Australia: State Labor governments sign on to Rudd’s regressive health agenda
22 April 2010
A two-day Council of Australian Governments (COAG) meeting, involving Labor Prime Minister Kevin Rudd and the leaders of the country’s six states and two territories, concluded on Tuesday with all the Labor premiers signing on to Rudd’s regressive health agenda. Western Australian Liberal Premier Colin Barnett is the only participant who has so far refused to agree. The other state and territory governments pledged to help Rudd establish new tax and funding mechanisms that will play a central role in Canberra’s goal of slashing long-term health care spending and further undermining the public system.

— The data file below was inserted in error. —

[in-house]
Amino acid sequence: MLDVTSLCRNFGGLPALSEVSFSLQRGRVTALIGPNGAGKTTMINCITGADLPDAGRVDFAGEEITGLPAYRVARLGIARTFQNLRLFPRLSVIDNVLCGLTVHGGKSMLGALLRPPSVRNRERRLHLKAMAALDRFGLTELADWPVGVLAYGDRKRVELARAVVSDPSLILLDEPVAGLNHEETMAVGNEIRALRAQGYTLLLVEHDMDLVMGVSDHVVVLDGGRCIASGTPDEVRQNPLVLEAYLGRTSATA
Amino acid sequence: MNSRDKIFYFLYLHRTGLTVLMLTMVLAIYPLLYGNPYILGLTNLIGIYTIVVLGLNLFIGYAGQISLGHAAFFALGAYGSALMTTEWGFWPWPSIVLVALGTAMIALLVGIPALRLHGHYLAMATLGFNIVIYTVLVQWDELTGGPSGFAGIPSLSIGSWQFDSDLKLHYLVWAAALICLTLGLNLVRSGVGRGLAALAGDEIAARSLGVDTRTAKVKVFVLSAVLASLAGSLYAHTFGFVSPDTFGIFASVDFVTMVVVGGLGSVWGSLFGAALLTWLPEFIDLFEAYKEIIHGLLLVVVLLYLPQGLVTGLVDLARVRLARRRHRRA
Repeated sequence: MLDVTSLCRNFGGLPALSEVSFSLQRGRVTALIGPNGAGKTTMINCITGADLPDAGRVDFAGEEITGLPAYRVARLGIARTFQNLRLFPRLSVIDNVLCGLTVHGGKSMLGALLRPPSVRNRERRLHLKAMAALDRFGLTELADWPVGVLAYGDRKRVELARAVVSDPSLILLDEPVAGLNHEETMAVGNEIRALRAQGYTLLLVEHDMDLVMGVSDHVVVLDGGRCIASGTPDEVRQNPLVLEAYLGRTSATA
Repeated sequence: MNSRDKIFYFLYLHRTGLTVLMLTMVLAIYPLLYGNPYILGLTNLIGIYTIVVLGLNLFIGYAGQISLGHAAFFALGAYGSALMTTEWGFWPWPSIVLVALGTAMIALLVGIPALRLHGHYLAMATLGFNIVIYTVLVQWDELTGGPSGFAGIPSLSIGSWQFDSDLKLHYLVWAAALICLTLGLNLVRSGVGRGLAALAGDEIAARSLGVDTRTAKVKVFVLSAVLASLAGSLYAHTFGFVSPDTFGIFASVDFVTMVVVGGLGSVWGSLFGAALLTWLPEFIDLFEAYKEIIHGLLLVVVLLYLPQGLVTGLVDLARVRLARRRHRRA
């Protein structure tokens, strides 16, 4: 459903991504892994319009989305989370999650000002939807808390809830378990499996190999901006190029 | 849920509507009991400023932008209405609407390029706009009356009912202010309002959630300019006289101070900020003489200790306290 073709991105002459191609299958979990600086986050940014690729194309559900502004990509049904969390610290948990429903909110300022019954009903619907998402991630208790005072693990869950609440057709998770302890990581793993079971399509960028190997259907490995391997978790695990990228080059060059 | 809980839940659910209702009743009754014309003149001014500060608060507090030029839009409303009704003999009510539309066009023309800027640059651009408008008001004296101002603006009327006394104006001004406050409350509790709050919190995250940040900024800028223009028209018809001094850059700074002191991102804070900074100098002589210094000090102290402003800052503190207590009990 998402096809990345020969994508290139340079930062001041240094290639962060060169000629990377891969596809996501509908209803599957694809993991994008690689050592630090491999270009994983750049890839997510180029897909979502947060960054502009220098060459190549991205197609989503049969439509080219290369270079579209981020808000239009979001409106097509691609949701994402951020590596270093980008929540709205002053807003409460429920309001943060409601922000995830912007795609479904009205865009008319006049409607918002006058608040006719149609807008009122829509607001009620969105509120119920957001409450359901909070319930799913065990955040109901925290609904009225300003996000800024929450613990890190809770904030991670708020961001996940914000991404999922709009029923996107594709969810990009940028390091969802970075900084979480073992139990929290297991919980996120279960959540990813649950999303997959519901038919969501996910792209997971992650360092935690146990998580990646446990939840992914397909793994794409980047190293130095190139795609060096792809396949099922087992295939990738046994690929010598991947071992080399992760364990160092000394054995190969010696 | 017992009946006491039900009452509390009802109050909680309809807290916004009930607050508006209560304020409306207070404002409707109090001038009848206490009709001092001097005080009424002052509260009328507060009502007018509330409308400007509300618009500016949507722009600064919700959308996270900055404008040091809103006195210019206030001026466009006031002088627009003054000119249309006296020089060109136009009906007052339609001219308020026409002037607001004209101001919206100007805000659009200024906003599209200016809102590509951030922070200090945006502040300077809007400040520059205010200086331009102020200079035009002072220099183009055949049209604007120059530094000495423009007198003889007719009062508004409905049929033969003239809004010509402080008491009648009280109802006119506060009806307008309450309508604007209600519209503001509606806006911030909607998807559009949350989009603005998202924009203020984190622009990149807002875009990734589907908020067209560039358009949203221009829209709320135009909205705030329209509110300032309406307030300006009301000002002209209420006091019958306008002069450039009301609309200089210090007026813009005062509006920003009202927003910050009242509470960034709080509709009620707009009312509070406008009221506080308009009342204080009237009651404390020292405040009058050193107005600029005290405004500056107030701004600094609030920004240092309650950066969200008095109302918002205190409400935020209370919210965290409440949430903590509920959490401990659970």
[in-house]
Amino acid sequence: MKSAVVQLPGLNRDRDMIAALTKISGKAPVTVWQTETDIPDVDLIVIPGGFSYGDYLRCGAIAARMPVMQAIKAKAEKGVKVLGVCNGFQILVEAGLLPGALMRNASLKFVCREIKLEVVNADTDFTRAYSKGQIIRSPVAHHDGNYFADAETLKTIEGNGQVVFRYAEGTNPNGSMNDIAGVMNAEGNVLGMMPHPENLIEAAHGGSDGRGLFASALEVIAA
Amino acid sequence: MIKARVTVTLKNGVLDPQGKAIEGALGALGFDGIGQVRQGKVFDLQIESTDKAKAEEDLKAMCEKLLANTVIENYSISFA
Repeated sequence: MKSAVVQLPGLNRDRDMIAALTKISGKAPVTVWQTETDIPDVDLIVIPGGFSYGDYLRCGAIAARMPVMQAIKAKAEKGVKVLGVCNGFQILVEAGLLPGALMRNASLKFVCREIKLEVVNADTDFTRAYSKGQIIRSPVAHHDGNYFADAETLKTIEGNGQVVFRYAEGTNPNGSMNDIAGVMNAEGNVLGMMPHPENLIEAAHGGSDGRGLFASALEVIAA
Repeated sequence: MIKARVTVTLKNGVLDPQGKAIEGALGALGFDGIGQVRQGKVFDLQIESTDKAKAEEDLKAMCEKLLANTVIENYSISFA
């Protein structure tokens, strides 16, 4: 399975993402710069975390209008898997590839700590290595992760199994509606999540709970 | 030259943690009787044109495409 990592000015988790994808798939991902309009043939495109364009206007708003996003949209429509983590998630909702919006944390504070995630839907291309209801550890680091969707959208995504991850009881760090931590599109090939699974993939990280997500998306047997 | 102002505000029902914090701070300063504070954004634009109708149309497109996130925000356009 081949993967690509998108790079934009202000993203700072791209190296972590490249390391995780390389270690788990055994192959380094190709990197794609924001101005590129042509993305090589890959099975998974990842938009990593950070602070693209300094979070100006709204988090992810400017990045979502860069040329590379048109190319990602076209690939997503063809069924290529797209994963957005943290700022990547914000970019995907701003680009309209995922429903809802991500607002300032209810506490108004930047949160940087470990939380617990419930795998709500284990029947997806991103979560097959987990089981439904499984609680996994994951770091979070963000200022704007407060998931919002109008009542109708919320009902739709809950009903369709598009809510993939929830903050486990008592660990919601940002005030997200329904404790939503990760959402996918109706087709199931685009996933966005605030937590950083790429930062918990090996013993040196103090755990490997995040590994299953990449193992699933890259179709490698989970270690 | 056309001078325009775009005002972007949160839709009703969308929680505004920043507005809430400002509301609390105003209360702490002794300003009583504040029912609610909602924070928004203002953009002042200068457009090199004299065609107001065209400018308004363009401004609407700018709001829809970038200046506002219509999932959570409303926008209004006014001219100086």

As throughout the official health care debate, media coverage of the COAG meeting avoided any discussion of these key issues. Rudd’s grand declarations, echoed by health minister Nicola Roxon, that the deal was an “historic agreement for better health and better hospitals for the working families of Australia”, went largely unchallenged. Only in sections of the financial press and the editorial pages of the Australian is Labor’s real agenda addressed, which is to ensure that future Australian governments are not burdened with health care costs that are currently projected to rise from 9 percent to 19 percent of gross domestic product over the next generation. This will be achieved through the ever stricter rationing of medical treatment for those unable to afford private care.